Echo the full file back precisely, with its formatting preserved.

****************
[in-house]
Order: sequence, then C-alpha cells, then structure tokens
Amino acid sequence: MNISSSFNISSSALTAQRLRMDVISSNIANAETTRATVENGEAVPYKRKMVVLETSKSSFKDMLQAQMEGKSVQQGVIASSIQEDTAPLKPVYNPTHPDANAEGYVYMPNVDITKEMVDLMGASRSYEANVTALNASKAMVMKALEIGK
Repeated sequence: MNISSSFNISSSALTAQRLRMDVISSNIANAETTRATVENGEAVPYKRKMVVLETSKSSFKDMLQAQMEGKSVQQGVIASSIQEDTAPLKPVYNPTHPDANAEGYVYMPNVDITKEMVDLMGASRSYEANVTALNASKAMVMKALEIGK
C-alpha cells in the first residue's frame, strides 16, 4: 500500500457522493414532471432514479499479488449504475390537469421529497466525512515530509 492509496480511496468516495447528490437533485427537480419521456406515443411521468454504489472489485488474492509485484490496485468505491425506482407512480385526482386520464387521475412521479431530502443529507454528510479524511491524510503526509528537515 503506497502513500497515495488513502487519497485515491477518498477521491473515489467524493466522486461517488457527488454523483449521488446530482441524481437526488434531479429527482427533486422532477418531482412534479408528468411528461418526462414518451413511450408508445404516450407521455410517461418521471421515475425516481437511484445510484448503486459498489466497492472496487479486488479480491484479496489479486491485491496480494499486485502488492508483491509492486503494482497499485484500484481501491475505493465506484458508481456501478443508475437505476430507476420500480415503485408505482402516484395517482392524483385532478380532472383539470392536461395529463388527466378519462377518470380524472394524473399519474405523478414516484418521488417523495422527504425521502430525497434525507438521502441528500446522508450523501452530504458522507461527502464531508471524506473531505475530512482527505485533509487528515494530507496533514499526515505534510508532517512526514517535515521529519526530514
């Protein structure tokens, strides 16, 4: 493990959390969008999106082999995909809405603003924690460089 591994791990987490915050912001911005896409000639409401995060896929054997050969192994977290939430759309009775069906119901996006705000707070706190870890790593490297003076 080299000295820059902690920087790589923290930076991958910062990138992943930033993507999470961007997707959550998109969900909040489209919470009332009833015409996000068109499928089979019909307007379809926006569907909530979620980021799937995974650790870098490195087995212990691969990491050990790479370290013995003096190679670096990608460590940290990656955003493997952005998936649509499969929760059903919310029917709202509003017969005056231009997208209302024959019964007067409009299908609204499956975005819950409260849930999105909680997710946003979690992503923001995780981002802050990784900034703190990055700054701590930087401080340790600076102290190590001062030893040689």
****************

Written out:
[in-house]
Order: sequence, then C-alpha cells, then structure tokens
Amino acid sequence: MNISSSFNISSSALTAQRLRMDVISSNIANAETTRATVENGEAVPYKRKMVVLETSKSSFKDMLQAQMEGKSVQQGVIASSIQEDTAPLKPVYNPTHPDANAEGYVYMPNVDITKEMVDLMGASRSYEANVTALNASKAMVMKALEIGK
Repeated sequence: MNISSSFNISSSALTAQRLRMDVISSNIANAETTRATVENGEAVPYKRKMVVLETSKSSFKDMLQAQMEGKSVQQGVIASSIQEDTAPLKPVYNPTHPDANAEGYVYMPNVDITKEMVDLMGASRSYEANVTALNASKAMVMKALEIGK
C-alpha cells in the first residue's frame, strides 16, 4: 500500500457522493414532471432514479499479488449504475390537469421529497466525512515530509 492509496480511496468516495447528490437533485427537480419521456406515443411521468454504489472489485488474492509485484490496485468505491425506482407512480385526482386520464387521475412521479431530502443529507454528510479524511491524510503526509528537515 503506497502513500497515495488513502487519497485515491477518498477521491473515489467524493466522486461517488457527488454523483449521488446530482441524481437526488434531479429527482427533486422532477418531482412534479408528468411528461418526462414518451413511450408508445404516450407521455410517461418521471421515475425516481437511484445510484448503486459498489466497492472496487479486488479480491484479496489479486491485491496480494499486485502488492508483491509492486503494482497499485484500484481501491475505493465506484458508481456501478443508475437505476430507476420500480415503485408505482402516484395517482392524483385532478380532472383539470392536461395529463388527466378519462377518470380524472394524473399519474405523478414516484418521488417523495422527504425521502430525497434525507438521502441528500446522508450523501452530504458522507461527502464531508471524506473531505475530512482527505485533509487528515494530507496533514499526515505534510508532517512526514517535515521529519526530514
């Protein structure tokens, strides 16, 4: 493990959390969008999106082999995909809405603003924690460089 591994791990987490915050912001911005896409000639409401995060896929054997050969192994977290939430759309009775069906119901996006705000707070706190870890790593490297003076 080299000295820059902690920087790589923290930076991958910062990138992943930033993507999470961007997707959550998109969900909040489209919470009332009833015409996000068109499928089979019909307007379809926006569907909530979620980021799937995974650790870098490195087995212990691969990491050990790479370290013995003096190679670096990608460590940290990656955003493997952005998936649509499969929760059903919310029917709202509003017969005056231009997208209302024959019964007067409009299908609204499956975005819950409260849930999105909680997710946003979690992503923001995780981002802050990784900034703190990055700054701590930087401080340790600076102290190590001062030893040689």